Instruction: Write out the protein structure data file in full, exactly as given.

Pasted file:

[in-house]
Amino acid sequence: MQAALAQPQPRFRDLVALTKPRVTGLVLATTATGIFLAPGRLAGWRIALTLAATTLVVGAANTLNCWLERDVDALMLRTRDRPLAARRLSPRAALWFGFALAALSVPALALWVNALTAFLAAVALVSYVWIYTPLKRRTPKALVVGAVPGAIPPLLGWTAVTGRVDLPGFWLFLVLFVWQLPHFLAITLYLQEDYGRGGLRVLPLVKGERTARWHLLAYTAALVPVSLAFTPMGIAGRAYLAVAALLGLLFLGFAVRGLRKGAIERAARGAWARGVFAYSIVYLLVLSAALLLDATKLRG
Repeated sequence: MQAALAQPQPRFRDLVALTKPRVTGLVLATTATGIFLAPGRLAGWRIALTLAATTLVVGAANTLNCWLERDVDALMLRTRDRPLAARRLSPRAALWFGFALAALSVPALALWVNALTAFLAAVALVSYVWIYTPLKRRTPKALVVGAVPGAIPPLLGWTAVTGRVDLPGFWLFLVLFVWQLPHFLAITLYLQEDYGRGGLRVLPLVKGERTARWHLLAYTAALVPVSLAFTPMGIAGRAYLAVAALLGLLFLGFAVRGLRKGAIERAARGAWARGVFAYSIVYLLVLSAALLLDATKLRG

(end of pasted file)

[in-house]
Amino acid sequence: MQAALAQPQPRFRDLVALTKPRVTGLVLATTATGIFLAPGRLAGWRIALTLAATTLVVGAANTLNCWLERDVDALMLRTRDRPLAARRLSPRAALWFGFALAALSVPALALWVNALTAFLAAVALVSYVWIYTPLKRRTPKALVVGAVPGAIPPLLGWTAVTGRVDLPGFWLFLVLFVWQLPHFLAITLYLQEDYGRGGLRVLPLVKGERTARWHLLAYTAALVPVSLAFTPMGIAGRAYLAVAALLGLLFLGFAVRGLRKGAIERAARGAWARGVFAYSIVYLLVLSAALLLDATKLRG
Repeated sequence: MQAALAQPQPRFRDLVALTKPRVTGLVLATTATGIFLAPGRLAGWRIALTLAATTLVVGAANTLNCWLERDVDALMLRTRDRPLAARRLSPRAALWFGFALAALSVPALALWVNALTAFLAAVALVSYVWIYTPLKRRTPKALVVGAVPGAIPPLLGWTAVTGRVDLPGFWLFLVLFVWQLPHFLAITLYLQEDYGRGGLRVLPLVKGERTARWHLLAYTAALVPVSLAFTPMGIAGRAYLAVAALLGLLFLGFAVRGLRKGAIERAARGAWARGVFAYSIVYLLVLSAALLLDATKLRG